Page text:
Much has changed in the world of wine since 1992, the year that Sandy Block, vice president of beverages for Legal Sea Foods, earned the designation of Master of Wine from The Institute of the Masters of Wine in London.
“Wines are much better now,” he says when asked how wines have evolved. “When I started, 10 to 15 percent weren’t good and 50 percent were boring. Today, quality is much, much higher across the board.”
When asked what has changed at Legal Sea Foods since he began working with the Boston-based company in 2004, Sandy simply says, “Everything.”
While Sandy is now a Master of Wine, one of about only 40 people in the United States to have passed the rigorous, multi-day exam required to earn the title, he is a bit of an “accidental oenophile.”
Sandy was pursuing his doctoral thesis in history when “…the fellowship money ran out,” he explains. In need of an income, Sandy began working at Le Bocage, the famed Watertown restaurant. It was his fluency in French, rather than wine, which led to Sandy moving into the restaurant’s sommelier position.
“Most restaurants had French wine lists then. I didn’t know wines, but I spoke French,” he says.
Sandy may not have known wine when he first donned a tastevin, the silver cup which a sommelier wears around the neck, but that too has clearly changed.
After leaving Le Bocage, and prior to joining Legal Sea Foods, Sandy worked with several regional wine distributors including Branded New England, Horizon and Whitehall, where he served as vice president of importing and distribution.
During his tenure at Legal Sea Foods, the company has grown from “one brand and one wine list,” says Sandy, to offering a wide-ranging array of brands, including Legal Test Kitchen and Legal C Bar, in several states. That “one wine list” has morphed into a series of wine lists, each tailored to specific locations and brands within company, craft cocktails menus, and beer lists that cater to craft beer aficionados.
When choosing wines for the company’s lists, Sandy has adopted a system that is reflective of the examination process he underwent at The Institute of the Masters of Wine; the blind taste test.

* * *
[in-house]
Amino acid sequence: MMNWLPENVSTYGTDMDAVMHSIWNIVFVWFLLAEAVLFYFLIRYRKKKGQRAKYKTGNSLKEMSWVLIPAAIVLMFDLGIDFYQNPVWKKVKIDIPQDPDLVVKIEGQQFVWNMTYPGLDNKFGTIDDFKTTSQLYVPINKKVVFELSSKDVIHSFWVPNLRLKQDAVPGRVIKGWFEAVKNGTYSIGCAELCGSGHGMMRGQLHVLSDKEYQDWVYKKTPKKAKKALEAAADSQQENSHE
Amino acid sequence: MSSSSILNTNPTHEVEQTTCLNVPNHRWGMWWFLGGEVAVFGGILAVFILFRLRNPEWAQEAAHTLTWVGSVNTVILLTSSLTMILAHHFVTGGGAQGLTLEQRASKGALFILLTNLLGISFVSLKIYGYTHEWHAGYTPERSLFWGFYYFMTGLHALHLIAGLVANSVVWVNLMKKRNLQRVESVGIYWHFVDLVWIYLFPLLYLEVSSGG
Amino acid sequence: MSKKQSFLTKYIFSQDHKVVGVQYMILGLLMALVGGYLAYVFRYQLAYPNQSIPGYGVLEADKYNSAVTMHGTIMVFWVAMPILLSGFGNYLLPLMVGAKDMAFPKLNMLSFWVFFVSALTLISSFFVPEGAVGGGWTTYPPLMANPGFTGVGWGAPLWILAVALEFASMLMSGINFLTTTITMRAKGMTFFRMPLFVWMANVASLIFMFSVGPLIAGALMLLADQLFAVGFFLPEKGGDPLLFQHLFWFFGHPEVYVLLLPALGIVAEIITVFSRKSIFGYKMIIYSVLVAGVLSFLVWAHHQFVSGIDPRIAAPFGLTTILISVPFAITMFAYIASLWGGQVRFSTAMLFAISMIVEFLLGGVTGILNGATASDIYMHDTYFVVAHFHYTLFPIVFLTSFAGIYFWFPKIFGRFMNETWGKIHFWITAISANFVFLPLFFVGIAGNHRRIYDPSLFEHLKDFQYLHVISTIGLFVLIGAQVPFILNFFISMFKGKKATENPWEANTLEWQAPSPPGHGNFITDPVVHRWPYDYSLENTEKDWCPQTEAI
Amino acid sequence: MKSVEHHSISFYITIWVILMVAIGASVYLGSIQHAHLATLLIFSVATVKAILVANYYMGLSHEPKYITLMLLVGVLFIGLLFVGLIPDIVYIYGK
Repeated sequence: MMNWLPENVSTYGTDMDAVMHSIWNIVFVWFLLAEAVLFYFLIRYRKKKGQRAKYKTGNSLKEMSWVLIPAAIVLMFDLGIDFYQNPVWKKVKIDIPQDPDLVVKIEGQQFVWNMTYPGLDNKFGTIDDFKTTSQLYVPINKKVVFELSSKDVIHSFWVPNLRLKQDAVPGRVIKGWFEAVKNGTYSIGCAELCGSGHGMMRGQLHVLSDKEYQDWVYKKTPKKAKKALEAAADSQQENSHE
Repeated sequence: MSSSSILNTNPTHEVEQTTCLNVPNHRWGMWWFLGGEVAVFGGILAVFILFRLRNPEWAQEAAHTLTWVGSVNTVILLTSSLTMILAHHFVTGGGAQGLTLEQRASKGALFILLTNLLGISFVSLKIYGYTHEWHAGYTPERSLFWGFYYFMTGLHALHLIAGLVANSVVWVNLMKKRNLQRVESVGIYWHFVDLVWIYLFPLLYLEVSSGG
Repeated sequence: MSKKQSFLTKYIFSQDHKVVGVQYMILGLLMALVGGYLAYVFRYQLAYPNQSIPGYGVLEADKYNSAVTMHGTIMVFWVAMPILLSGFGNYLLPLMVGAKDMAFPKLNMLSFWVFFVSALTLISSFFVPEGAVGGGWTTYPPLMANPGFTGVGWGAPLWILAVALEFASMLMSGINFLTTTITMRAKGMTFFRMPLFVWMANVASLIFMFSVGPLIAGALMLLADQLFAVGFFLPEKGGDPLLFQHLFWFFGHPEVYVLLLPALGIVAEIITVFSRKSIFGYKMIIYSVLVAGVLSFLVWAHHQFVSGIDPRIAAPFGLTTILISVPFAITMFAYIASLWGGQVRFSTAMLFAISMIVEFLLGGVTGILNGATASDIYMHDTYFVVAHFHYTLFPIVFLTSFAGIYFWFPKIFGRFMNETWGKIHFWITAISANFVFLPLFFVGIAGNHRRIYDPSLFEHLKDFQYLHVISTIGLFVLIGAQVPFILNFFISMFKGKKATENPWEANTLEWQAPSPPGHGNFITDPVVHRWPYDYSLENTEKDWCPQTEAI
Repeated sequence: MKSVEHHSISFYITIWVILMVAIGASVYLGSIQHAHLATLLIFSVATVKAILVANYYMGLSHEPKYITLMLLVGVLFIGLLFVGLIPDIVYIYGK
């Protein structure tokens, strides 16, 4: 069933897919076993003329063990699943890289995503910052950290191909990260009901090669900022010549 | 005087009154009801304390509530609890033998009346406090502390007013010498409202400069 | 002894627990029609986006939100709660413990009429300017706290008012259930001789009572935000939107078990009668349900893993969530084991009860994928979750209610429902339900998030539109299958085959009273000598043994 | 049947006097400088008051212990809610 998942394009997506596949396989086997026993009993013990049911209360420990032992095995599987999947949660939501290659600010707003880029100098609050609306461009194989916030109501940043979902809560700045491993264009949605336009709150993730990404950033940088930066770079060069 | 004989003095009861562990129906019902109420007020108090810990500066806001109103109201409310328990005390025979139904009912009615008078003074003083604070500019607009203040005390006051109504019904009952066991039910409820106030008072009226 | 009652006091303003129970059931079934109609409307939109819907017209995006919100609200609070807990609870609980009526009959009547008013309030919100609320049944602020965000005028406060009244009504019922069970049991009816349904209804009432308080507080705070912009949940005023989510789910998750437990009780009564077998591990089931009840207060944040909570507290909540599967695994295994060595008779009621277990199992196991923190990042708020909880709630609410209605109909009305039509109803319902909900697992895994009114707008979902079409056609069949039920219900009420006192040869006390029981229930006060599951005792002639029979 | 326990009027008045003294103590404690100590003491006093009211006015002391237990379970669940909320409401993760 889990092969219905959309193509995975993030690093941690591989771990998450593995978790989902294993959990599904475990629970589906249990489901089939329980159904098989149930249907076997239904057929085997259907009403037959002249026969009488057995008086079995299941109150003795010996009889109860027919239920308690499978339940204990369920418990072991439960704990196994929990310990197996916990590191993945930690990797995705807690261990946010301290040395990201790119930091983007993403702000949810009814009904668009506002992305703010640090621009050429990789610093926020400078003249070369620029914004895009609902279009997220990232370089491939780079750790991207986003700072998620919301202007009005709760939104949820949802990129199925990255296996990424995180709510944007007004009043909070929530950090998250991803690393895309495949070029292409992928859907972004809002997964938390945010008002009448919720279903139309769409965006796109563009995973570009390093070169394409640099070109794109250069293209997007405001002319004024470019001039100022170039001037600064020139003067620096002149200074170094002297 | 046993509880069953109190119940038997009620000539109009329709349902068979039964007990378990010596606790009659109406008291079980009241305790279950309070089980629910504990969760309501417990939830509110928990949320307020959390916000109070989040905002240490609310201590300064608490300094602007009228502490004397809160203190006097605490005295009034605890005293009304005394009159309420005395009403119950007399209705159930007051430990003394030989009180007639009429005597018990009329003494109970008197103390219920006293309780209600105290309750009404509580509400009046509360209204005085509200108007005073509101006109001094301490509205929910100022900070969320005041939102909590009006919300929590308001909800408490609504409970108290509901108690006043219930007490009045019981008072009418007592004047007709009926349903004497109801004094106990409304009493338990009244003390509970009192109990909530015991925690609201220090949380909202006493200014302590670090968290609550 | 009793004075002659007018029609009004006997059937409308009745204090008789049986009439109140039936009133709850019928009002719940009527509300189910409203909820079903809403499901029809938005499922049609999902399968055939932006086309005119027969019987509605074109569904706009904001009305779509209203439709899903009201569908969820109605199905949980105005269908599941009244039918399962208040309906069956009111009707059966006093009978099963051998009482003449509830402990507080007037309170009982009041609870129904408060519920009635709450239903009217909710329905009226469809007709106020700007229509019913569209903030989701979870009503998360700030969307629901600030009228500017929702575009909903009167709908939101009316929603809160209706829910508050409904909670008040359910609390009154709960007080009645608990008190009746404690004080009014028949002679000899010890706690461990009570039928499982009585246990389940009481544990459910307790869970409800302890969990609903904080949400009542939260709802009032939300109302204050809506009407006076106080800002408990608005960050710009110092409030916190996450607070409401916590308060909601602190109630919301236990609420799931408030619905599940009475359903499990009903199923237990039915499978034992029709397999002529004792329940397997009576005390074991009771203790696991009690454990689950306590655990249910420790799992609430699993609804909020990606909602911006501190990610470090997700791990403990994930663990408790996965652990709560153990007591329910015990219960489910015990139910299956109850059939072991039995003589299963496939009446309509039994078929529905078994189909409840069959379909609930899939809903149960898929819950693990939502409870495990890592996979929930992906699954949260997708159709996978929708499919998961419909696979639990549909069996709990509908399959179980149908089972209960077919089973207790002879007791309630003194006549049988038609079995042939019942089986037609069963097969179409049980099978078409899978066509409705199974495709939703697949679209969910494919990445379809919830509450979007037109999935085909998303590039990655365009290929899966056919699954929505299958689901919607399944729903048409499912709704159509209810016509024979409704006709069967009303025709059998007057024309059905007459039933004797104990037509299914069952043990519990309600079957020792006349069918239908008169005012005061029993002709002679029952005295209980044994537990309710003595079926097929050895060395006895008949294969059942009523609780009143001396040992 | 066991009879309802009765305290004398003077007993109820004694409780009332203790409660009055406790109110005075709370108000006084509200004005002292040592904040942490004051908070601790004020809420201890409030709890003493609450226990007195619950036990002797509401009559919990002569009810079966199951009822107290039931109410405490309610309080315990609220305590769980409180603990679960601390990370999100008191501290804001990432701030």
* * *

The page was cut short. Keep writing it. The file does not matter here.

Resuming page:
“Most of our tastings are blind,” says Sandy of how wines are selected for Legal Sea Foods.
Rather than considering a particular trend or the marketing efforts of a wine maker or distributor in determining selections, he and a panel of tasters rely solely on taste. Sandy requests wines of a certain variety and price point from distributors which are then sampled in a blind test.
In addition to overseeing every facet of Legal Sea Foods’ extensive beverage program, including procurement and employee training, Sandy is a contributing editor for the Improper Bostonian. He is also an instructor at Boston University where he teaches several courses on beer and wine, one of which is at the graduate level. He is also very much a teacher in his position at Legal Sea Foods where he has created a program for servers and bartenders that offers 18 hours of coursework focused on wine, beer and spirits. Nearly 3,000 employees have completed the program. For those that have completed it, Sandy offers upper-level seminars.
From one who, by his own admission, “had no background in wine” to Master of Wine; clearly Sandy Block has undergone an evolution of his own.
Top photo: Sandy Block (second from left) with Rich Vellante, Legal Sea Foods’ executive chef and executive vice president of restaurants, Host Parker Kelley, and Mike and Paul, the owners of the home featured in our Boston Seaport episode.